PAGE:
Pangolin Trafficking: 2011 to August 2013 [Infographic]

A conservative estimate ... Image © Annamiticus
Pangolin Trafficking: 2011 to August 2013 (click image to enlarge) Image © Annamiticus

Updated figures for global pangolin trafficking suggest that between 91,390 and 182,780 pangolins were victims of the illegal trade during the period of 2011 through August 1, 2013.

Between 1,740 and 3,480 pangolins are likely to have met their demise at the hands of traffickers since our April 2013 pangolin trafficking estimate. Our figures are conservative and based on seizures reported by the media. It’s important to note that most illegal wildlife trade is undetected; confiscations generally represent just 10 to 20 percent of the actual illegal trade volume. While a very few of these pangolins are released into the wild, it is unfortunately not a large enough figure to impact the overall numbers.

TRAFFIC Southeast Asia reported on July 29 that a tip-off from the public alerted Malaysian Marine Police to smugglers who were attempting to bring 15 pangolins ashore. The pangolins were still alive, but unfortunately, the suspects escaped.

On July 18, authorities in Quang Ninh province (northern Vietnam) intercepted a vehicle carrying 75 pangolins, just one day after the discovery of 62 pangolins in another vehicle. In both incidents, the drivers admitted they were taking the pangolins to China. The pangolins that were still alive were said to be “in poor health” and taken to Soc Son Wildlife Rescue Centre in Hanoi.

Meanwhile, in Guwahati (Assam, India), customs officials recovered over 85 kg of pangolin scales, along with 144.2 kg of pseudophedrine tablets, during a raid. One suspect from the state of Mizoram was arrested. The pangolin scales were destined for China, according to the Business Standard on July 18.

Just nine days earlier, police in the Thai-Malay border town of Bukit Kayu Hitam (Kedah, Malaysia) intercepted a vehicle which was carrying 26 live pangolins in the trunk. The Bangkok Post reported that a Malaysian couple was arrested and admitted they were paid to smuggle the pangolins into Thailand. No information was given regarding the fate of the pangolins.

In Sumatra, Indonesia, the Bengkulu Natural Resouce Conservation Agency (BKSDA) and the Kepahiang District Police (Polres) seized 26 pangolins and ten pythons in the Bermani Ilir sub-district on May 14th. 25 of the pangolins, along with the pythons, were later released in the Taman Wisata Alam Seblat/ Seblat Nature Recreation Park (part of the Kerinci-Seblat National Park). They were destined for Palembang, and then overseas.

Education for Nature-Vietnam reported that on May 17, 23 dead pangolins were discovered hidden in a car. The Environmental Police of Ha Long City arrested the driver and occupants. The suspects admitted that they had been hired by an illegal wildlife dealer to transport the pangolins.

On May 7, a total of five people were arrested when police intercepted a bus headed to Tatopani from Kathmandu, Nepal. Border police seized nine kilograms of pangolin scales and a sizable amount of foreign currency. Sange Tamang‚ Maya Sherpa‚ and Pemba Sherpa were each carrying three kilograms of pangolin scales attached “to their thighs and other parts of the body with duct tape”.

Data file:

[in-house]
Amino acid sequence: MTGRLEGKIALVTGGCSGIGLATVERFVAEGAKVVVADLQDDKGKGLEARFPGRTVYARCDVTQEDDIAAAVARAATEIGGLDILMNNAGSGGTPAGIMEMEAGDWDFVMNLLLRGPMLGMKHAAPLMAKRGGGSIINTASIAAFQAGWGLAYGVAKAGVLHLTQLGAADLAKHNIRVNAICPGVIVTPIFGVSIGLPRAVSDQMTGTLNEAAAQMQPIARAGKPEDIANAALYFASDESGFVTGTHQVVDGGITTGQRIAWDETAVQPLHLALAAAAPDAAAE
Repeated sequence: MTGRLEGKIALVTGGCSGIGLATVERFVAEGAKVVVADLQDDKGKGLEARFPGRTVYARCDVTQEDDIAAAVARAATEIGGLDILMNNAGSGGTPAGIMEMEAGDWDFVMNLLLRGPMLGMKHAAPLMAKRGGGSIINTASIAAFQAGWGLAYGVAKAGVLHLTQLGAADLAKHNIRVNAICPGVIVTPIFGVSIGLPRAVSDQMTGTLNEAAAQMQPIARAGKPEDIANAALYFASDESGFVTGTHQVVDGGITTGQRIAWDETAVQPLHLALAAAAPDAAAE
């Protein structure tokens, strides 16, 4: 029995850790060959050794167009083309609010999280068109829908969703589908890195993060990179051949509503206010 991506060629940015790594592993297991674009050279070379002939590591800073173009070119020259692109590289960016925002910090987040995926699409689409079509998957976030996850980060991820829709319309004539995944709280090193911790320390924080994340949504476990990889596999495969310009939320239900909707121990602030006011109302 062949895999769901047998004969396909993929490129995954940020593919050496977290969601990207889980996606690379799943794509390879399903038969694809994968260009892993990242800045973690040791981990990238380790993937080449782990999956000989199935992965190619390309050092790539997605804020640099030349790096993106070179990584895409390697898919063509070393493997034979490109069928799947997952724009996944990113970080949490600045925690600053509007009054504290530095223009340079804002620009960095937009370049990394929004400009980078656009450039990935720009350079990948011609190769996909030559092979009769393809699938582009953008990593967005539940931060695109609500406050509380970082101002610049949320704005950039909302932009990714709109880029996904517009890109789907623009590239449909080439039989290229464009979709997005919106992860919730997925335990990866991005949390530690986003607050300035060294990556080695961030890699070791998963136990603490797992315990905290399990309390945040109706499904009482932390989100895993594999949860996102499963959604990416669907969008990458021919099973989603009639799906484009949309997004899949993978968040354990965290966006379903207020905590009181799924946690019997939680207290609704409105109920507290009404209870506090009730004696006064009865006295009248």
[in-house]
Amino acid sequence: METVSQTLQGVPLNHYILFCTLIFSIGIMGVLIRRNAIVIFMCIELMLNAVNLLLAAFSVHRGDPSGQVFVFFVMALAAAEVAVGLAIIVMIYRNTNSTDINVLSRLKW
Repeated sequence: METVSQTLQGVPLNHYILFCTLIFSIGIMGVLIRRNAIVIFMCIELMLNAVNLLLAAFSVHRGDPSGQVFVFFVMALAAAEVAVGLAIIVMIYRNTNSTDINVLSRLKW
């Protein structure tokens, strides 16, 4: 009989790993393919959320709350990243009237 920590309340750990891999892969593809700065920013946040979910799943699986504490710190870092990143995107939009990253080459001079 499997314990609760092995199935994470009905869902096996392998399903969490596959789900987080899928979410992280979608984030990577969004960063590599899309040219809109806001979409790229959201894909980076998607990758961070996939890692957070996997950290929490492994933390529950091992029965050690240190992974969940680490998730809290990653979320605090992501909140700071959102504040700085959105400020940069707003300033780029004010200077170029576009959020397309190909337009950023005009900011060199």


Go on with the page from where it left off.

During the last ten days of April 2013, there were four pangolin smuggling busts in four different countries.

The Philippine Coast Guard seized 23 pangolins from a cargo ship at the port of Coron on April 20. A tip-off prompted the PCG to search the M/V Maria Lydia, a Philippine vessel owned and operated by JCAP Shipping Lines and with a business address in Coron, Palawan. 22 of the pangolins were still alive at the time.

Also on April 20th, a suspect identified as “Shakeel” was arrested and 11 kg of pangolin scales were seized in Uttar Pradesh, India. The suspect is “alleged to be a member of an international gang” involved in the trafficking of endangered species.

On April 29, the Cameroon-based wildlife law enforcement NGO LAGA reported that 80 kg of pangolin scales were confiscated in Limbe. Two Cameroonians identified as Elvis Theze Njangwe and Harrison Azie, and a Chinese national identified as Wei Tao, were arrested. Tao reportedly smuggled the pangolin scales from Douala to the Limbe Port for exportation to China through Nigeria. Founder of LAGA and author of The Last Great Ape, Ofir Drori, says that “the trade in pangolin scales is booming” in the region. He informed Annamiticus that the Wei Tao had attempted to “conceal the sacks into three carry-on suitcases”. 180 kg of pangolin scales had previously been seized on March 26 at Limbe Port.

Another 50 kg of pangolin scales originating from Cameroon (and apparently headed to Vietnam) were intercepted by customs authorities at the Charles de Gaulle airport in Paris on April 30.

Besides being traded illegally, presumably legal trades (dated 2011) were recorded in the CITES trade database as of August 1, 2013:

  • 33 transactions
  • Top importer: USA (58%)
  • Top exporters: China (15%) and Togo (15%)
  • Largest transaction: 250 skins exported from Guinea to Thailand

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Rhishja Cota-Larson

I am the founder of Annamiticus, and I work as an independent Wildlife Trade and Communication Design Consultant. I have journeyed to the streets of Hanoi to research the illegal wildlife trade, and to the rainforests of Sumatra and Java to document the world’s rarest rhinos. I am a Co-Chair of the SSN Pangolin Working Group. At CITES meetings, I collaborate with colleagues from around the world to lobby in favor of protecting endangered species. I am a Wildlife Trade and Trafficking Consultant for the upcoming documentary The Price, the host of Behind the Schemes and author of the book Murder, Myths & Medicine. I enjoy desert gardening, herping, reading, designing, and walking with my dogs.